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Nothing Happened and Then It Did: A Chronicle in Fact and Fictionby Jake Silverstein
Synopses & Reviews
The timing couldn't be better--as scandals erupt over journalists and memoirists who've cooked their books--for a work that explores our difficulty in separating fact and fiction, while explicitly demonstrating how they differ and what they share.
In prose so fine and wry it makes the back of your neck prickle, Jake Silverstein narrates a journey he undertook through the American Southwest and Mexico, looking to become a journalist. His picaresque travels are filled with beguiling and hilarious characters: nineteenth-century author Ambrose Bierce; an unknown group of famous poets; a twenty-first-century treasure hunter in the Gulf of Mexico; an ex-Nazi mechanic shepherding an old Mexican road race; a stenographer who records every passing moment; and various incarnations of the trickster devil.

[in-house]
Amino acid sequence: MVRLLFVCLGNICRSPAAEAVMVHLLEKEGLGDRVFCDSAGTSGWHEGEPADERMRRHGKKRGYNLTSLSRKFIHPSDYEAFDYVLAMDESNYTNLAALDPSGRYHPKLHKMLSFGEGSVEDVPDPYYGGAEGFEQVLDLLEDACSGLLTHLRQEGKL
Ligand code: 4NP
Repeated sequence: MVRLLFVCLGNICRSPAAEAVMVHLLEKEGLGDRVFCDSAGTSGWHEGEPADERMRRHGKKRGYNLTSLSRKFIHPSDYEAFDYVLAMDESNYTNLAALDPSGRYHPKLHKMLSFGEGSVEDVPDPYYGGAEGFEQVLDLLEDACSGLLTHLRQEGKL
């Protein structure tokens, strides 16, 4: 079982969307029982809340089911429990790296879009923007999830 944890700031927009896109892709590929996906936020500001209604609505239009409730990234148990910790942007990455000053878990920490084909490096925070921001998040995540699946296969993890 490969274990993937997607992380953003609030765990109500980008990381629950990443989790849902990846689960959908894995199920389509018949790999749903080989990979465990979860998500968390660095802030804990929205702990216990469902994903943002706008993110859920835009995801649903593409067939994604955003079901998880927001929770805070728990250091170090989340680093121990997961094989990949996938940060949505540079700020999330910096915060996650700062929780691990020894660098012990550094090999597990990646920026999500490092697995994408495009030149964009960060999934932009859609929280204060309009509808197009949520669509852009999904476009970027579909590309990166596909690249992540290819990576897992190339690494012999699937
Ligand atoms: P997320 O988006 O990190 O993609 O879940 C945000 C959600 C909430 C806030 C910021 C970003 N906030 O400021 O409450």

As bold, ambitious, and funny as it is unconventional, Nothing Happened and Then It Did is a deep and lasting pleasure.
"Silverstein dips between fact and fiction in his debut, ostensibly to shed light on the distinction between the two, and while some of the individual pieces — predominantly the nonfiction — are accomplished, the overarching mission remains unaccomplished. This collection starts on a solid non-fiction note as Silverstein arrives in a small west Texas town and stumbles upon clues to the unsolved 1914 disappearance of writer Ambrose Pierce. His search leads him on a wild goose chase, and the descriptions of a laughing devil inhabiting the Texas desert are among the most evocative in the book. Other highlights include his involvement in a too-good-to-be-true poetry contest, and the colorful characters he meets along the way. A piece on covering a legendary Mexican car race, meanwhile, bogs down in the details. The fiction doesn't really go anywhere, with the exception of a story involving the search for lost treasure along the Gulf of Mexico. Silverstein writes with admirable economy, and some of the nonfiction demonstrates great potential, but this uneven effort's blend of fact and fiction is more indecisive than incisive." Publishers Weekly (Copyright Reed Business Information, Inc.)
Fact and fiction vie to tell the story of a young journalist bedeviled by the devil and seeking greater truth.
About the Author
Jake Silverstein is the editor of Texas Monthly and a contributing editor at Harper's. He lives in Austin, Texas.
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